Bowling Ball Maintenance, Lane Shine, and Oil

Bowling ball maintenance is important to achieve maximum performance. Have you ever wondered how much bowling ball maintenance really matters?

Ron Hinkland Jr., CEO of Creating the Difference, did a test with National Bowling Academy to demonstrate how quickly a bowling ball experiences “lane shine.”

Lane shine changes the bowling ball’s surface while adding scuff marks, making the bowling ball appear dull and dirty.

The Test

We took a freshly surfaced bowling ball and scanned it using a ball surface scanner. The result was 2500 grit.

We then took that bowling ball down to the end of the lane and threw it in the gutter. It rolled to the backstop and went through the ball return system.

The bowling ball never touched the lane. We repeated this process 13 times.

Below are the results of three separate scans on the same bowling ball after 13 shots.

The three scans are of different areas on the bowling ball.

The third scan is of the bowling ball track, the area that touches the lane, which in this test, it never did.

After 13 shots, the bowling ball surface changed from an average grit of 2500 to an average grit of 4300.

This greatly impacts performance. Your bowling ball will now roll longer and hook later.

What Can Be Done About Lane Shine?

First things first, wipe your bowling ball off after every shot thrown with a dry towel, per the new USBC rule.

Bowling ball maintenance needs to happen after you are done bowling every time.

Finally, every three to six games, apply the desired surface to your bowling ball.

Bowling Ball Surface

Cleaning your bowling balls with a bowling ball cleaner after competition or practice is imperative for peak performance.

The surface of your bowling ball is affected every time it touches the lane. Lane shine is created by the ball return systems and also plays a factor in how your bowling ball changes surface.

Keeping all of that in mind, here are some simple maintenance guidelines:

  • • Clean your bowling ball before and after the competition with a bowling ball cleaner.
  • • Apply the desired surface (sand your bowling ball) every three to six games.

For bowling balls with a duller surface, you’ll want to apply a bowling ball cleaner gel. Apply about a dime- to quarter-size amount and wipe it around the entire surface with a clean paper towel or napkin.

The gel absorbs into the dull bowling ball, releasing the oil on the surface and transferring it to the napkin or paper towel.

If you rub your finger on the bowling ball after application, you’ll notice the cleaner restores the tackiness of the bowling ball’s surface.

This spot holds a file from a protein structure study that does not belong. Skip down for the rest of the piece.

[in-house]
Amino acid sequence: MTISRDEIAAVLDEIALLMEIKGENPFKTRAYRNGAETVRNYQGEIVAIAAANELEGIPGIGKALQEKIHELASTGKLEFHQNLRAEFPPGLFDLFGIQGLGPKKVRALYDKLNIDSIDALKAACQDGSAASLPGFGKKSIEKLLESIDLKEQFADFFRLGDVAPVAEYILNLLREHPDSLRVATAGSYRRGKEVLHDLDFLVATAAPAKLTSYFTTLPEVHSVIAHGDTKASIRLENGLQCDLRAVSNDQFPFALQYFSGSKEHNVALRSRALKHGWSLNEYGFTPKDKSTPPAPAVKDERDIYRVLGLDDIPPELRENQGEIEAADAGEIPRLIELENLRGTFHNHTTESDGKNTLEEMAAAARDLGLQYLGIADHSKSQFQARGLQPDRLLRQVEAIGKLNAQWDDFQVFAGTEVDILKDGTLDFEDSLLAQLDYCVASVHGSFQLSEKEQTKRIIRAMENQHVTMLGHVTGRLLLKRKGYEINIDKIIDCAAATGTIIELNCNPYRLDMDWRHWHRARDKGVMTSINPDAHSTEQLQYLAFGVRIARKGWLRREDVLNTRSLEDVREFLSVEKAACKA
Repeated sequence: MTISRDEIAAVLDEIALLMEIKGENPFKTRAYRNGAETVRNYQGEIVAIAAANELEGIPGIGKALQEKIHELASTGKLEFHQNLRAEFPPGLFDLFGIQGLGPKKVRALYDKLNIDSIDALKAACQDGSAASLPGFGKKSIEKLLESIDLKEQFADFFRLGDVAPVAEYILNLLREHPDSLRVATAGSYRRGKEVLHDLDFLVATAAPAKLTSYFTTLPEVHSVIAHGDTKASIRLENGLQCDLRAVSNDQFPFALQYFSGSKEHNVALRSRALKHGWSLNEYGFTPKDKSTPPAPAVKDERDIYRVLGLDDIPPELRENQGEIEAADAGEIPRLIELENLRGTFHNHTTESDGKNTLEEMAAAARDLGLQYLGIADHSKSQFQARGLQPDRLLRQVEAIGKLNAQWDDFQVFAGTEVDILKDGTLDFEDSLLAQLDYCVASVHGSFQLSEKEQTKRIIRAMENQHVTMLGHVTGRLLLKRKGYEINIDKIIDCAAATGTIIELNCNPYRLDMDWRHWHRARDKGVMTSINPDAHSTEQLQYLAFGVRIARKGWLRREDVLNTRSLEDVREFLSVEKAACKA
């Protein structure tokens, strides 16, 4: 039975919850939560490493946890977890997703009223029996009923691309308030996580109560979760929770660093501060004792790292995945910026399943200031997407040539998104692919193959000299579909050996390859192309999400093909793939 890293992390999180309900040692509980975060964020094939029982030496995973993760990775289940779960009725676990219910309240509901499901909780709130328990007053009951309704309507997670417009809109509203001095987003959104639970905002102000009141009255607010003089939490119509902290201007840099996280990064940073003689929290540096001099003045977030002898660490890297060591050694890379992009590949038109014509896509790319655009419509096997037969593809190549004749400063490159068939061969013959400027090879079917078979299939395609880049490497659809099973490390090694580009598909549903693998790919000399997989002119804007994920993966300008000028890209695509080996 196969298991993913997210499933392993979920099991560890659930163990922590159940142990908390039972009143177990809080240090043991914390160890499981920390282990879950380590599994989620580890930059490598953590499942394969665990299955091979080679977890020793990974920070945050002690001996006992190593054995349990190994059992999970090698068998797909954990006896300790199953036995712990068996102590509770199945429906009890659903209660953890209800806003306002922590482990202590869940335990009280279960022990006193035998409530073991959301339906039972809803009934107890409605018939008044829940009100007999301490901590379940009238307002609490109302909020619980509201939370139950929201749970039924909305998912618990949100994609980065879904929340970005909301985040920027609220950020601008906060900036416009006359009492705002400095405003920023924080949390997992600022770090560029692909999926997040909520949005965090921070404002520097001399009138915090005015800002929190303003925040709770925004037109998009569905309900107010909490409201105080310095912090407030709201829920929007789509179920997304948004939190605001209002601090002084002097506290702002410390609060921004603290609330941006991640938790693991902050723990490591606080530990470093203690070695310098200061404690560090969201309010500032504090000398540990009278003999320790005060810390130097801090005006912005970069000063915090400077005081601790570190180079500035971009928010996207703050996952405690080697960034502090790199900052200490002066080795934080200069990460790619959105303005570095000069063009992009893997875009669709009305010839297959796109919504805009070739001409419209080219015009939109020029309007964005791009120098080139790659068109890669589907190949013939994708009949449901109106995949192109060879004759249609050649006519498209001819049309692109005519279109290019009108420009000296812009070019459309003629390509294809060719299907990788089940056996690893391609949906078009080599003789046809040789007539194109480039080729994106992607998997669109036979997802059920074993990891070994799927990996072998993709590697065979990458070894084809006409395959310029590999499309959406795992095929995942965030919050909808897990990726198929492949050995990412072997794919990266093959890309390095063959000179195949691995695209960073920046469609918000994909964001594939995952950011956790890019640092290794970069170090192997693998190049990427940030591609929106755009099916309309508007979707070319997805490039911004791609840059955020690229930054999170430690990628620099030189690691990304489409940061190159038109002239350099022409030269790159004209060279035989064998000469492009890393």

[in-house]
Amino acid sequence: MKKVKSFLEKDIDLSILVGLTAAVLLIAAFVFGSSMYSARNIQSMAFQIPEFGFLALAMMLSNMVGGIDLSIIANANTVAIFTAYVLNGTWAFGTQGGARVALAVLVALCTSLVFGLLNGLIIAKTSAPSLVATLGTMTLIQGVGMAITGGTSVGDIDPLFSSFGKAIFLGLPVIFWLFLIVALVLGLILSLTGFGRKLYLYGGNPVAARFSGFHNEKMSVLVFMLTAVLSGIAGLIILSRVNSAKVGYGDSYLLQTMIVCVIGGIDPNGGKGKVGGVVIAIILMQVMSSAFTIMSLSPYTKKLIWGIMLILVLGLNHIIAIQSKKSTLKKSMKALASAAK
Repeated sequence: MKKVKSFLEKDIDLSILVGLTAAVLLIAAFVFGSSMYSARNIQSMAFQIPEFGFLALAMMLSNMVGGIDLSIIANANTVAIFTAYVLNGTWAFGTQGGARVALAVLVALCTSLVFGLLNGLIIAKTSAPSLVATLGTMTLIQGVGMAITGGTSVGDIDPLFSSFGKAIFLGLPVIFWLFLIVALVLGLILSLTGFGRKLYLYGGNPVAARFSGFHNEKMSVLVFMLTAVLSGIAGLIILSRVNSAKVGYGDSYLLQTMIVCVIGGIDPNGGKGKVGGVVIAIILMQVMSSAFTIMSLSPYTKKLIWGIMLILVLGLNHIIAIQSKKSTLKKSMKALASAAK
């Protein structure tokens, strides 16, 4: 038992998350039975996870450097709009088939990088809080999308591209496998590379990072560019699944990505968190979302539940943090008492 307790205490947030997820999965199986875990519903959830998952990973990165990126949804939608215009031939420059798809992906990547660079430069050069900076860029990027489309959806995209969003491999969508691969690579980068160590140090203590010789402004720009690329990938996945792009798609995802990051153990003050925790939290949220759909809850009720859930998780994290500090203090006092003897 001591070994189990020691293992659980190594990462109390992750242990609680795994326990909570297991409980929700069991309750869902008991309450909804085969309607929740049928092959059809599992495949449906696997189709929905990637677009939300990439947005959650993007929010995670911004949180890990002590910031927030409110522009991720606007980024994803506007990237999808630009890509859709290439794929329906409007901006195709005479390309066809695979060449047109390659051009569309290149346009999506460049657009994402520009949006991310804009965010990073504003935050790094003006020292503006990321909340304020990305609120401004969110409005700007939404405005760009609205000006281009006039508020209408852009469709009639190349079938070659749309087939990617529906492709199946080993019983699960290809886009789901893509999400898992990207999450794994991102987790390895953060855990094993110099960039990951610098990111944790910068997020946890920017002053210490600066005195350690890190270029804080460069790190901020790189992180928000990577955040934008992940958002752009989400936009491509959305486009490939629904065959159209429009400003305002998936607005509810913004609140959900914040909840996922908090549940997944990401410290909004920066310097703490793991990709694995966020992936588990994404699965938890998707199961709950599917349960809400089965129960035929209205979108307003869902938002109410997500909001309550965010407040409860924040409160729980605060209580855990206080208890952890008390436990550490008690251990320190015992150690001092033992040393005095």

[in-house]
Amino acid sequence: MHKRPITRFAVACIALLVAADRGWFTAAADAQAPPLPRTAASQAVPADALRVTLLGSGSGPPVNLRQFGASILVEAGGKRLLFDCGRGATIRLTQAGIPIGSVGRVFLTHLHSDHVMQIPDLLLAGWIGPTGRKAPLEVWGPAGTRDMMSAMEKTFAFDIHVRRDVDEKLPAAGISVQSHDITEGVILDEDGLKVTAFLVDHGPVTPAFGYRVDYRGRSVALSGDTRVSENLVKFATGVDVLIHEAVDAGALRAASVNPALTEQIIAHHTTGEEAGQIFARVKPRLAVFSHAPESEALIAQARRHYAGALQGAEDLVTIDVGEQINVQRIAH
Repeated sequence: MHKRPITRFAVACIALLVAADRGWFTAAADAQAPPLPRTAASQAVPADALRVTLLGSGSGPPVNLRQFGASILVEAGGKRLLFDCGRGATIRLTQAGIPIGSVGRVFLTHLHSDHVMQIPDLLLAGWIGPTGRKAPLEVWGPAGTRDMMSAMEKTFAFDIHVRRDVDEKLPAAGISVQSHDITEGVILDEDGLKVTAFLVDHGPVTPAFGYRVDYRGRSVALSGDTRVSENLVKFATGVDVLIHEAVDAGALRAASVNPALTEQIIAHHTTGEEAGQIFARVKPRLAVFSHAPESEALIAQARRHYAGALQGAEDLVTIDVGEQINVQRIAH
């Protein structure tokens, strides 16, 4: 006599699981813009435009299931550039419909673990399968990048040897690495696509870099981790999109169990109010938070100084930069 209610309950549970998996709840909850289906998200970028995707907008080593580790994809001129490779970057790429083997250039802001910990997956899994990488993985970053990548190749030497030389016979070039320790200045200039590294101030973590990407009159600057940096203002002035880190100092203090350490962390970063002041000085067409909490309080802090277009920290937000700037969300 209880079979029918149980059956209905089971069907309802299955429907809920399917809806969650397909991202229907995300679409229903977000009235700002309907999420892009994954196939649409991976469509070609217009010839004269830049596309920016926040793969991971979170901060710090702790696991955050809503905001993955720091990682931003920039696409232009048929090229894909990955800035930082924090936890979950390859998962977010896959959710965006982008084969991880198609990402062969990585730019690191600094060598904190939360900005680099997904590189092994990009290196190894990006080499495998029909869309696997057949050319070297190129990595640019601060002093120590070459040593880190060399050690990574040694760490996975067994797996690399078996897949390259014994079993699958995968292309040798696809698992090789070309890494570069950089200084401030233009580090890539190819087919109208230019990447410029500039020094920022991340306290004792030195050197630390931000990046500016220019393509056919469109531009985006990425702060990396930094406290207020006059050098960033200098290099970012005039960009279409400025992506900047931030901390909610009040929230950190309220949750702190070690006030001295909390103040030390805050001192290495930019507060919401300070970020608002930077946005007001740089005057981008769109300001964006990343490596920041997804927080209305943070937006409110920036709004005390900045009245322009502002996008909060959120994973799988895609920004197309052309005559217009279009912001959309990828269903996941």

Spray cleaners are for bowling balls with shiny surfaces. Apply a couple of sprays to the bowling ball and wipe the entire surface of the bowling ball with a paper towel or napkin to remove the surface oil left on the bowling ball.

This bowling ball cleaner is great for helping your shiny bowling ball travel farther down the lane in drier conditions.

Applying surface to your bowling ball using a sanding pad is vital to your success out on the lanes.

If your bowling ball isn’t reacting the way you’d like, changing the bowling ball surface will help create the ball motion desired to strike more consistently.

Next, let’s learn how to sand a bowling ball.

Get the Numbers and Sand Your Bowling Ball

It’s important to identify what grit your bowling ball was originally sanded at. You can find this information on your ball manufacturer’s website.

In this example, there are two grit numbers, 500 and 2000. In order to obtain a 2000 grit finish, the manufacturer had to apply surface to the bowling ball twice, first with 500, next with 2000.

To begin, start by sanding half of the bowling ball on the sides and the top twice.

Next, flip the ball over and repeat the process.

Finally, clean the bowling ball using a cleaner to remove the dust from the surface.

Per USBC rules, if you are going to sand your bowling ball, you must hit the entire bowling ball surface. Remember, this can only be done before or after competition.

You can choose lower-grit sanding pads to make your ball hook earlier and higher-grit sanding pads to delay its hook on the lane.

For more information on controlling the breakpoint check out our video on different surfaces and see for yourself how much different the bowling ball reacts between grits.

Make a comment
  • (will not be published)

No Comments